Forward-looking: Would you prefer to talk to an AI or a real person when making your McDonald’s drive-thru order? It seems the company believes customers would prefer the former after it agreed to acquire Apprente, a voice-based AI company.
Mountain View, California-based Apprente was founded in 2017 to create voice AI platforms for complex, multilingual, multi-accent and multi-item conversational ordering.
McDonald’s says the technology will bring faster, simpler, and more accurate order taking at the drive-thru, so no more having to deal with the frustration of finding out you got the wrong meal, hopefully.
As reported by Wired, Apprente says that unlike most other voice AI models, the company’s platform does not transcribe what the customer says and then infers meaning from that transcript; instead, it goes directly from speech signals to result. This should improve results in noisy environments such as restaurants and where customers tend to use colloquial, poorly structured language.
The acquisition marks McDonald’s second major purchase of an AI firm this year. Back in March, it announced plans to acquire Dynamic Yield for more than $300 million, a machine learning start-up that uses predictive algorithms to create personalized recommendations and optimizations in real-time. It works alongside the fast-food chain's digital menus, accounting for factors such as weather, time of day, current restaurant traffic and trending menu items to display the food and drink customers are more likely to purchase.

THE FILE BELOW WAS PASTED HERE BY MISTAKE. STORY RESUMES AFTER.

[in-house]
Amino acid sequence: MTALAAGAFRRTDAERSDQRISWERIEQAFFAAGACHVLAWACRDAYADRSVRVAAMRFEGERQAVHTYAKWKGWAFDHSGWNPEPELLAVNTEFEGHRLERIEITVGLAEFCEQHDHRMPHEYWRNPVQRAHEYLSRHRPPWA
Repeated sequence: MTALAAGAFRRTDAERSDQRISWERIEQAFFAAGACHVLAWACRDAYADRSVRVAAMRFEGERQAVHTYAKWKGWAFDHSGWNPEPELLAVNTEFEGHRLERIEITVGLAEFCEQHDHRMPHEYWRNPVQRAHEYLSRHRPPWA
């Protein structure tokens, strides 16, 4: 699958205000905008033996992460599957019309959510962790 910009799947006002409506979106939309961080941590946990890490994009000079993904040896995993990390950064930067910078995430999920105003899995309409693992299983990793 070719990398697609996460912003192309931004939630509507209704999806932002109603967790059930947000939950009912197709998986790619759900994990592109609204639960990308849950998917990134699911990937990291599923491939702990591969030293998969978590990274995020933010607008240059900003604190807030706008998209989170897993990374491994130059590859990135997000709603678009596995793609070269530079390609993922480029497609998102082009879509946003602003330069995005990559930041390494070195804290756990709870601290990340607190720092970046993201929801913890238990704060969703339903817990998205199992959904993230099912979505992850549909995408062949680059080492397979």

McDonald’s says Dynamic Yields’ tech is now deployed in over 8,000 of its US restaurants with plans to integrate it into nearly all drive thrus in the U.S. and Australia by the end of 2019.
While McDonald’s never said when Apprente’s voice system might be deployed, it sounds like this could be another case of AI replacing traditional human jobs. Interestingly, Apprente says its system "offers a more consistent and pleasurable customer service experience with its virtual agents never sounding tired, annoyed, unhappy, or angry."